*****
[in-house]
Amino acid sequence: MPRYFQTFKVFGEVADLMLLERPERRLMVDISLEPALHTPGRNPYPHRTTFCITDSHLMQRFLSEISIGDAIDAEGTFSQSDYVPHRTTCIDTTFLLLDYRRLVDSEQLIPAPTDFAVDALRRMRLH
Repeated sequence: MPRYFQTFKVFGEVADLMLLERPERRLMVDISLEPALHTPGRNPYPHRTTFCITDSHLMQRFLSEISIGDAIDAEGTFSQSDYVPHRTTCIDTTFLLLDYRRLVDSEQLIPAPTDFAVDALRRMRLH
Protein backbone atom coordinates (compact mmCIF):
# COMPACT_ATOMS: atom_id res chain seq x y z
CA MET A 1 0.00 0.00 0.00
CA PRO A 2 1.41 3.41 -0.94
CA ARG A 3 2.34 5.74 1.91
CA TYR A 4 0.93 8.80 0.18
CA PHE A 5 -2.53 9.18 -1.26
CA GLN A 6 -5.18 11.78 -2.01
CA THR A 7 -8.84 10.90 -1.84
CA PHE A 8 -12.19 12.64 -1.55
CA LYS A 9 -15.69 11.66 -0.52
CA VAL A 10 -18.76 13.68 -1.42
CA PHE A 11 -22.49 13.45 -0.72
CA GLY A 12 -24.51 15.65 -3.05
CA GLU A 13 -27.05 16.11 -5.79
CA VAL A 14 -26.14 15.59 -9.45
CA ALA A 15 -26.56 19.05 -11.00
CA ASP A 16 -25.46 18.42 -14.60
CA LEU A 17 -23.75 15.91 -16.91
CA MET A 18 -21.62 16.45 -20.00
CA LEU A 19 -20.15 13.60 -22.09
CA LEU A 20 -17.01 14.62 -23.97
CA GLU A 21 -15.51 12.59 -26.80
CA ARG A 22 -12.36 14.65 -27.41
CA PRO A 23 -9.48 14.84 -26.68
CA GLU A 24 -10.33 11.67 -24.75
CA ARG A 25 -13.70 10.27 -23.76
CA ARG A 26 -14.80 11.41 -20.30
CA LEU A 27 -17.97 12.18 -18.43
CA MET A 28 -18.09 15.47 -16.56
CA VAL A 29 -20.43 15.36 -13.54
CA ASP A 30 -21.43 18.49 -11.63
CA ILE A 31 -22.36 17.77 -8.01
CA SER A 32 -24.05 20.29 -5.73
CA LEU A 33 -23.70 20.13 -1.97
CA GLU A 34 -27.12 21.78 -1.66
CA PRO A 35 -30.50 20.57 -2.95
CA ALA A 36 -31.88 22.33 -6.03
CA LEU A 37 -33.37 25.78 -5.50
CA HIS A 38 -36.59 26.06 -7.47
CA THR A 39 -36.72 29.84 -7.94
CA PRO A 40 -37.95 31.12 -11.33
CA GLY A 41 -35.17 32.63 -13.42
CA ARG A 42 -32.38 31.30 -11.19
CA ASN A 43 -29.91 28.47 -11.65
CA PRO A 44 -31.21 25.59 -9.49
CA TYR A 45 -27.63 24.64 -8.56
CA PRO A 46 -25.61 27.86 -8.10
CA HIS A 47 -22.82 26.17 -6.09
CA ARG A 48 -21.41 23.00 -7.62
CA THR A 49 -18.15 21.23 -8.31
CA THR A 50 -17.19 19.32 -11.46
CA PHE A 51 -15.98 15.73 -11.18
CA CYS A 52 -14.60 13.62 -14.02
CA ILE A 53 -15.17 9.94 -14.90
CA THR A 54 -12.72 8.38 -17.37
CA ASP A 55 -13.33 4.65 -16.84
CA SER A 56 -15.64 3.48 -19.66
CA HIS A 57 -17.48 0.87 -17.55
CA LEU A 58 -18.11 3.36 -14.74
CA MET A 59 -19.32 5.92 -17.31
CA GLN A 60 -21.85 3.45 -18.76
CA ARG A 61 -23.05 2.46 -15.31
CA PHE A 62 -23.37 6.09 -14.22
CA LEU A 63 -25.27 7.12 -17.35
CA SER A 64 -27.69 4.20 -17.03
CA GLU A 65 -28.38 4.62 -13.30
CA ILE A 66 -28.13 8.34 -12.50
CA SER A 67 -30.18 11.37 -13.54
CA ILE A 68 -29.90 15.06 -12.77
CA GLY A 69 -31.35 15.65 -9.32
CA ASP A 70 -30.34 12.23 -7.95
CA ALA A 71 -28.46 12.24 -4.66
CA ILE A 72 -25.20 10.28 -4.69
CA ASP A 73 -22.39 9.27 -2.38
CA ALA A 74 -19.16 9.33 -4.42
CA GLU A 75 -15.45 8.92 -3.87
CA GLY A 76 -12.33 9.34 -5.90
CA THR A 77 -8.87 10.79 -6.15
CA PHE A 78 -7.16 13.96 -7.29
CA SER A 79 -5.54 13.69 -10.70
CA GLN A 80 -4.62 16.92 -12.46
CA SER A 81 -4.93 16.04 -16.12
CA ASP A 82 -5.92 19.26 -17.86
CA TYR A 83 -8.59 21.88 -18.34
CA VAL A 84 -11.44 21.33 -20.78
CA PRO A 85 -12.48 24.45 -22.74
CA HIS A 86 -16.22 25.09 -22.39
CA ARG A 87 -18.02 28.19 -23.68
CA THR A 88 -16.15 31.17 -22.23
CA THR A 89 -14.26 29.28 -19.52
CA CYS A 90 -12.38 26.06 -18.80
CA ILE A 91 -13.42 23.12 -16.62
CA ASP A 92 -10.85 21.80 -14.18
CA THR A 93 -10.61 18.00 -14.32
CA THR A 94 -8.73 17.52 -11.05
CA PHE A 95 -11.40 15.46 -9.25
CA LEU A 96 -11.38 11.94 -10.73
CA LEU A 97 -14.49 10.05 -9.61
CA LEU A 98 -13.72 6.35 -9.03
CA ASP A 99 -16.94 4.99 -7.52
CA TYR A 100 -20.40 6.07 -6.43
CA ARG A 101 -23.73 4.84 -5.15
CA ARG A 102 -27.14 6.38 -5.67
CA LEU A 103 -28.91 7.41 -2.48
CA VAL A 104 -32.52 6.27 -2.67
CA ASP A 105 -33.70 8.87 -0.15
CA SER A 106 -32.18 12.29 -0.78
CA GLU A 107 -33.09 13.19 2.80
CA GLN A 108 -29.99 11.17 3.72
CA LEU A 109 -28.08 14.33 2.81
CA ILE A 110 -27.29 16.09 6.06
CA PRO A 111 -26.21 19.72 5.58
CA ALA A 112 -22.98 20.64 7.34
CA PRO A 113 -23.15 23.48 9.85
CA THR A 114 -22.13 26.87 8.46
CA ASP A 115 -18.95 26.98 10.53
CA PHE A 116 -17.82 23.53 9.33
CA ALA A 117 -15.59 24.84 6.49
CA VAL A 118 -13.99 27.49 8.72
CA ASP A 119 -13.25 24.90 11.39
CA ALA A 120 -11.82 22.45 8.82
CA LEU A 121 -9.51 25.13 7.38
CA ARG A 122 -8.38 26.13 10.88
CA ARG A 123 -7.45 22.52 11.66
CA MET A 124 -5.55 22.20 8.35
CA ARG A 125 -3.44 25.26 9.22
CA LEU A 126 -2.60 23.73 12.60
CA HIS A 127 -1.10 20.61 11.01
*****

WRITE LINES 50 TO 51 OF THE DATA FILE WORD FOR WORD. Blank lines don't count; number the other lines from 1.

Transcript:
CA TYR A 45 -27.63 24.64 -8.56
CA PRO A 46 -25.61 27.86 -8.10